Targeted ads work because of the so-called “frequency illusion.” Soon after something is first brought to our attention, we tend to see indications of it everywhere around. When couples decide to have a baby, they start seeing moms with strollers everywhere they turn. It’s not that the strollers didn’t exist before. It’s just that now they attract attention.

So what does this mean in terms of marketing? When someone notices your brand, you want them to see more of it. That’s how your potential users get convinced to get more informed and eventually make the deal. You’ll achieve that through Facebook advertising.

5. The Paradox of Choice Is Also a Real Thing

Buyers love choices. When they can choose between several purchases, they believe they are choosing to invest their money in the option that returns the most value. But when there are too many options to choose from, people only get confused.

That’s the so-called paradox of choice. Rather than liberation, too much choice causes some people to have a mental block.

How can a marketer target this problem?

When you’re about to suggest a product or service to a client, you must tailor it to their preferences. You need to make this choice easier for them. Instead of offering several options, you can offer two of them – with a recommendation of the one that best suits their needs. Instead of offering a full list of services to a client, just ask them what they need and make a really relevant and targeted offer.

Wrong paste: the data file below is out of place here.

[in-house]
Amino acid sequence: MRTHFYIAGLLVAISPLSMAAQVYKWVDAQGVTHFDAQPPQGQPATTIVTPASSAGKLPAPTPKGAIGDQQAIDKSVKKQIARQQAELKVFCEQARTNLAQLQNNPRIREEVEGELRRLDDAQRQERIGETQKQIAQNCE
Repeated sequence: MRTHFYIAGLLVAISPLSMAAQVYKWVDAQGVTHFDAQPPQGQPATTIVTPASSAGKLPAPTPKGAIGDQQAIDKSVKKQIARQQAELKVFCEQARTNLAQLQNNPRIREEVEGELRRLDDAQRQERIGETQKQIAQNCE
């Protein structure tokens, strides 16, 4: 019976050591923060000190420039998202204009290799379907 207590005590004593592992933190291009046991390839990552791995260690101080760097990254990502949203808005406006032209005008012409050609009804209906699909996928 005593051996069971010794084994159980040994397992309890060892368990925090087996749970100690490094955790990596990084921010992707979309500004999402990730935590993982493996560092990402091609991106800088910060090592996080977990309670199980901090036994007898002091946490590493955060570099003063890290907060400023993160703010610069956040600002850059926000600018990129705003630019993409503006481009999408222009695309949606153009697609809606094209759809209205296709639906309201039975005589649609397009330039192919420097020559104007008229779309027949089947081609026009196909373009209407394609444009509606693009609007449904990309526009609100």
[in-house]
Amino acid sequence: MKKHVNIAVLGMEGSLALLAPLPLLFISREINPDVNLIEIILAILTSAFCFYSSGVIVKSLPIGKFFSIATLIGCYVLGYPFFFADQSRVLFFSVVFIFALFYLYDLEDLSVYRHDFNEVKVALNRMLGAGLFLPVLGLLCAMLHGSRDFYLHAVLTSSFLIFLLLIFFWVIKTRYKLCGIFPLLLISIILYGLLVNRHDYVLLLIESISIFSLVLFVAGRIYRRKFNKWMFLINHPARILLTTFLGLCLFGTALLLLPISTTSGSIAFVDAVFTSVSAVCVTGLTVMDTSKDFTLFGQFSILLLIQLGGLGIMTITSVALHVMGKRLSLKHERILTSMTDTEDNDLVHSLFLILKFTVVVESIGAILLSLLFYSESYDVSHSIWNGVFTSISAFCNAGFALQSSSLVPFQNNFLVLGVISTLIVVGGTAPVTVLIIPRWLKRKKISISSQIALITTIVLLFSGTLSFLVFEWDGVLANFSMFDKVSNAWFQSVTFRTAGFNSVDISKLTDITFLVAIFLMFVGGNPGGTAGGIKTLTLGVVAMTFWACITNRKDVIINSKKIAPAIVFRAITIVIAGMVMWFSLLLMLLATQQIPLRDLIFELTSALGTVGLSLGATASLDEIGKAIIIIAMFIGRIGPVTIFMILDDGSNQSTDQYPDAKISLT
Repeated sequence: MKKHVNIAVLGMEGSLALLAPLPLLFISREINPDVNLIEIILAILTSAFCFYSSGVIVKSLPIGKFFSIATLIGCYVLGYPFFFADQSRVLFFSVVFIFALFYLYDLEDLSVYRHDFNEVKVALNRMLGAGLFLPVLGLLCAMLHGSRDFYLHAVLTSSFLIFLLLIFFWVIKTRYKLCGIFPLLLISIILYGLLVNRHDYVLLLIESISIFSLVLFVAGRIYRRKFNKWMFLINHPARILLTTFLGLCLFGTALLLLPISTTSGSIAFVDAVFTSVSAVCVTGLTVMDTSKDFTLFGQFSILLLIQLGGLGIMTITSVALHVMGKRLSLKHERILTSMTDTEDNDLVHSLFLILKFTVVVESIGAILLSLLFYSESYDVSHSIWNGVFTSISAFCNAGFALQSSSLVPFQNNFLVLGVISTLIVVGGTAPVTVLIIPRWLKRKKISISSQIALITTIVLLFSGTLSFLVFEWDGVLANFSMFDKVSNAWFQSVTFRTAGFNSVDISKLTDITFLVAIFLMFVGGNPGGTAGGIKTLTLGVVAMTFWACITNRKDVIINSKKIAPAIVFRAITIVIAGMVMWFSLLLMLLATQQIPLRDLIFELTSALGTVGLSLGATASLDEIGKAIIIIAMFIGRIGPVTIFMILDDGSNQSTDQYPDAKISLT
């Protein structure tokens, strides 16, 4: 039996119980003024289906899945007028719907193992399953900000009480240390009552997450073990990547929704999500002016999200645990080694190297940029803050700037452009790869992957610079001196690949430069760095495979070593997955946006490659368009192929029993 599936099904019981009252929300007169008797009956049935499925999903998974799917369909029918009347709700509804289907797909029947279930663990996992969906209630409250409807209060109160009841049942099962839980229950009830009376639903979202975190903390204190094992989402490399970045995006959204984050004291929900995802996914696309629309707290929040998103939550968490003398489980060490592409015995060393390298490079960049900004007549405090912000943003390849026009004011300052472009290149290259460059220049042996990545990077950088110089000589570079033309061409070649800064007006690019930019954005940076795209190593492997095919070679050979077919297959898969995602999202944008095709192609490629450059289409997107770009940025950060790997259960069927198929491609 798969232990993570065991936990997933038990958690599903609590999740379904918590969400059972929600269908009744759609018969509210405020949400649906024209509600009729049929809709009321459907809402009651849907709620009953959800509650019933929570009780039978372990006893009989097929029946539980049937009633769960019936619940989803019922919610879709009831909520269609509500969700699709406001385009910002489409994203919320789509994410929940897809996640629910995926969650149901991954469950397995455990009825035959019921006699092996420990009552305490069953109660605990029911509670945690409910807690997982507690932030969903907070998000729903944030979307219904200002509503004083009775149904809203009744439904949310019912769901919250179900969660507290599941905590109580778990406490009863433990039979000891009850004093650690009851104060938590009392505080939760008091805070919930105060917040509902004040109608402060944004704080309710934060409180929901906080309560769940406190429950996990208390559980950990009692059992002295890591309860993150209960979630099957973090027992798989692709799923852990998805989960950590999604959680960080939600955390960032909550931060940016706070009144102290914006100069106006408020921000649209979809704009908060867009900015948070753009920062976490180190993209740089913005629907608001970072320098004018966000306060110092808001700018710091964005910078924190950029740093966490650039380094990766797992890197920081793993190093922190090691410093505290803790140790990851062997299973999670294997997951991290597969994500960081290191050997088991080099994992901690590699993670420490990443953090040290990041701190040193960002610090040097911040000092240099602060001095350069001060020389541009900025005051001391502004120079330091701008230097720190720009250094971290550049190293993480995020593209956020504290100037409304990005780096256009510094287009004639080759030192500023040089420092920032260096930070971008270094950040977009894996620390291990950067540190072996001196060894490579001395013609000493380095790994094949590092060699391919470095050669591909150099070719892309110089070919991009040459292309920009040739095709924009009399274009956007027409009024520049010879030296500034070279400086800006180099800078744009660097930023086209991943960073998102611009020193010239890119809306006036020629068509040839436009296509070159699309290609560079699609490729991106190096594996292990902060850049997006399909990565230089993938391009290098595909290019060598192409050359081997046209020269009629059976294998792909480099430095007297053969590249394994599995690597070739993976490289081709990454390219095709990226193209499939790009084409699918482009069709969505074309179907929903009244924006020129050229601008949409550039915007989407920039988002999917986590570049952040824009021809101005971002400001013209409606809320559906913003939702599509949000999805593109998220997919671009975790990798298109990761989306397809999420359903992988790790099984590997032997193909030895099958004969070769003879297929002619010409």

6. Buyers Want Experience

Experiential marketing is a huge trend. Do you know why? Because it works!

Your marketing efforts are aimed at a single goal: you want to build a loyal customer base. That’s why you pay attention to the colors, images, website design, and content you publish. That’s why you have your team present on social media, communicating with the target audience.

Buyers, however, want interaction. Experiential marketing, also known as engagement marketing, directly engages the audience. It encourages them to take part in the development of the marketing campaign or the product itself. Needless to say, you’ll take this experience to social media so that it will help your company gain exposure.

Docker, a software platform that enables developers to create apps, turned a demo into a game. They brought 5,000 people to a conference. But these weren’t simply conference attendees; they took part in a live multi-player video game. They collaborated to develop an enterprise app together.

7. Buyers Need Social Proof

People are drawn towards brands with good reputations. If they see influencers wearing a particular brand of swimsuits, they want it. Since people make decisions about brands, the “social proofing” tendency is still there.

What does this mean in terms of marketing? You need testimonials! Get plenty of them and feature the best ones not only at your website but on social media, too. It’s no wonder that services such as Trello list the companies that use them. It’s all about social proofing.

Screenshot 2. Source

You’re Not Just a Marketer; You’re a Psychologist, Too

You have to know how your target audience thinks. And you can leverage that to make them think well of your brand. That’s possible through the above psychological tricks. Fortunately, it’s pretty easy for you to include them in your marketing campaign.

Your Turn

Do you have any favorite psychology hacks not mentioned above? Or any success stories with any of the methods discussed? Please tell us about them in the comments section, below. Thanks!

You may also want to readRamp Up Your Email Campaigns with These 4 Psychology Hacks

5 Psychology Hacks to Improve Your Social Media Posts

The Psychology Behind Making Money on Social Media

Barbara Mitchell is an experienced writer with a unique understanding of the world and vast experience in media marketing which she funnels into writing inspiring and useful stories. Barbara believes that everyone can reach their potential by making things more simple. You can follow on her Twitter @Barbara_mtch


Featured image: Copyright: ‘‘ / 123RF Stock Photo